Dante is being a coward by thinking he is unable to make his journey:
I’d be too slow had I obeyed by now.
You need no more declare to me your will.
But tell me why you take so little care
and, down to this dead middle point, you leave
the spacious circle where you burn to go.
In this particular part, in Canto two, Dante is saying that their journey is over because he doesn’t want to go any further in it. He is telling her not to waste her time anymore because he is no longer interested in their journey due to things he has seen throughout it. He is afraid that if the journey goes on any further then he will get hurt so he wants to back out of it right then before it becomes too late.
Virgil was sent there to take Dante through this journey so Virgil prevents Dante from backing down by telling him:
She replied, ‘I’ll tell you why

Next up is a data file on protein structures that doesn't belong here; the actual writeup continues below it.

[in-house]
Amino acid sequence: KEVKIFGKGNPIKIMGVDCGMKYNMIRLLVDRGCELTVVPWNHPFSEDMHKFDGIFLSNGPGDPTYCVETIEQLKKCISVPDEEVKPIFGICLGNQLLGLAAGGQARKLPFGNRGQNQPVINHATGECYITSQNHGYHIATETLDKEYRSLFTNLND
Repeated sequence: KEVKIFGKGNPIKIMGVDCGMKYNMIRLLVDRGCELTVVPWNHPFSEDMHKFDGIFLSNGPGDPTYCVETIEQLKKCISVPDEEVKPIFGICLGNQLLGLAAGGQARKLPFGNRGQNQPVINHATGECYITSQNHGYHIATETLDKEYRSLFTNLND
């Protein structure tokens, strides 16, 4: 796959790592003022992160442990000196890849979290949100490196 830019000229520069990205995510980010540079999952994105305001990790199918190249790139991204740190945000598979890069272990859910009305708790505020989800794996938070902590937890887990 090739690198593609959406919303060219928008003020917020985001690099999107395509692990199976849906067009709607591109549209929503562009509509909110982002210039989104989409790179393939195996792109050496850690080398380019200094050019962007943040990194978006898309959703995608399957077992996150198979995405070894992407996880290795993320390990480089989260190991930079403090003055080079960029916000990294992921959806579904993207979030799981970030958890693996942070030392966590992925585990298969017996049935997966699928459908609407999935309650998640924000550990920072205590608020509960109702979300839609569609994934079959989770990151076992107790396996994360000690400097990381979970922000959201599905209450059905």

I feel no dread at entering down here.
‘We dread an object when (but only when)
that object has the power to do some harm.
Nothings can otherwise occasion fear.’(Dante, Inferno, 2: 88-90)
In this part of the Inferno Dante and Virgil are just at the beginning of their journey in the Inferno. Dante starts to become afraid of what he is seeing through their journey. Virgil tells him not to be afraid of the journey be...
... middle of paper ...
... of sentiment” (Dante, Inferno, 33: 100-102) This quotation is saying, his face is frozen now in the cold, the feeling has completely gone out of his face and he no longer has any kind of feeling. This period is the last Canto of The Inferno in The Divine Comedy. Dante has just discovered all six circles of hell with Virgil leading him the whole time. During this moment, in Dante’s life, he is showing no emotions from the experiences he went through on his long journey in the Inferno.
This essay directed the reader’s attention on how Dante’s compassions changed throughout the Canto’s in the Inferno sections in The Divine Comedy with Virgil’s directions along the way to help Dante reach his new direction in his life.
Dante, Alighieri. The Divine Comedy. Trans. Robin Kirkpatrick. New York, USA: Penguin Classics Deluxe Edition, 2012. Print.
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